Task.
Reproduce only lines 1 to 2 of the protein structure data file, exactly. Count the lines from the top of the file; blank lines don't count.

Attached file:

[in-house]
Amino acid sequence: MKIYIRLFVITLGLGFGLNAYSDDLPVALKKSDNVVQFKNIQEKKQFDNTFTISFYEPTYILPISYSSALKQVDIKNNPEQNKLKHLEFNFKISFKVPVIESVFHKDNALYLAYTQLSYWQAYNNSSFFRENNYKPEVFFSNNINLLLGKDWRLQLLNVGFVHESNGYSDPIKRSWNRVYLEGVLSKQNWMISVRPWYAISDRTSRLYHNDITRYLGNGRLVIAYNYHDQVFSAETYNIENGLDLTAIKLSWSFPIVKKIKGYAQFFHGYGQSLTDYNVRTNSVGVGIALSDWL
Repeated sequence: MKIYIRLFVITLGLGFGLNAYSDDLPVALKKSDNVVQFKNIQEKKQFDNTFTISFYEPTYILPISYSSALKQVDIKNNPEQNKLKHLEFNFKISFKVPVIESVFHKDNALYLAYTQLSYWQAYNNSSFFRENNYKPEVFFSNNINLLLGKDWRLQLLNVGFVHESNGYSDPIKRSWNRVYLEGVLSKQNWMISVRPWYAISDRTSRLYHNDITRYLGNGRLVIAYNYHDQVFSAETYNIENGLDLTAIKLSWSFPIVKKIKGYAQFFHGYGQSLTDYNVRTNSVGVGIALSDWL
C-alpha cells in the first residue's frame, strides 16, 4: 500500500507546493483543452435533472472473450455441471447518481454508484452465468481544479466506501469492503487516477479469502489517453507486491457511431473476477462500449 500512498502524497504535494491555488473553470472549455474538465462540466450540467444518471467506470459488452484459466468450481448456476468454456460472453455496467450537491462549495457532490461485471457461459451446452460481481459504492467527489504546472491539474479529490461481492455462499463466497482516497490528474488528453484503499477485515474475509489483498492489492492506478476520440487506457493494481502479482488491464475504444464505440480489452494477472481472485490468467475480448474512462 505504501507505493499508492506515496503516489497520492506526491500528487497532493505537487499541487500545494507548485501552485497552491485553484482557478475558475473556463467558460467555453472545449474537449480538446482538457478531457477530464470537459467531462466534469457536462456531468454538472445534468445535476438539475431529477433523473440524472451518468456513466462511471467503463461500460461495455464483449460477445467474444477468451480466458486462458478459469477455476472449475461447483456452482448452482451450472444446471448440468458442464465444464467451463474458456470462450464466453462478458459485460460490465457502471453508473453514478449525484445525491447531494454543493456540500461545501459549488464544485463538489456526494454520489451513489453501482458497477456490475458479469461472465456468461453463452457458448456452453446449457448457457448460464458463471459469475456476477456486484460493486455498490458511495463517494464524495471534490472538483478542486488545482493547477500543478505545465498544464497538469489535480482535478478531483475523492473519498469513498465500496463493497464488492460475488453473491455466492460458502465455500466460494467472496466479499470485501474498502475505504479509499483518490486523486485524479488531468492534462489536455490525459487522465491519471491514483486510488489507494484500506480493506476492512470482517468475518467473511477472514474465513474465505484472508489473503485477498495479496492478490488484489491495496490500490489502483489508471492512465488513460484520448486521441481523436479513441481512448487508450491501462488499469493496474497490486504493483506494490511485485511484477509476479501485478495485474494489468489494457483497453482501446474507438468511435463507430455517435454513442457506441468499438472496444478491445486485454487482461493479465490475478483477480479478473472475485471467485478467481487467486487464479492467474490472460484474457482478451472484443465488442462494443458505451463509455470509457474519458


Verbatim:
[in-house]
Amino acid sequence: MKIYIRLFVITLGLGFGLNAYSDDLPVALKKSDNVVQFKNIQEKKQFDNTFTISFYEPTYILPISYSSALKQVDIKNNPEQNKLKHLEFNFKISFKVPVIESVFHKDNALYLAYTQLSYWQAYNNSSFFRENNYKPEVFFSNNINLLLGKDWRLQLLNVGFVHESNGYSDPIKRSWNRVYLEGVLSKQNWMISVRPWYAISDRTSRLYHNDITRYLGNGRLVIAYNYHDQVFSAETYNIENGLDLTAIKLSWSFPIVKKIKGYAQFFHGYGQSLTDYNVRTNSVGVGIALSDWL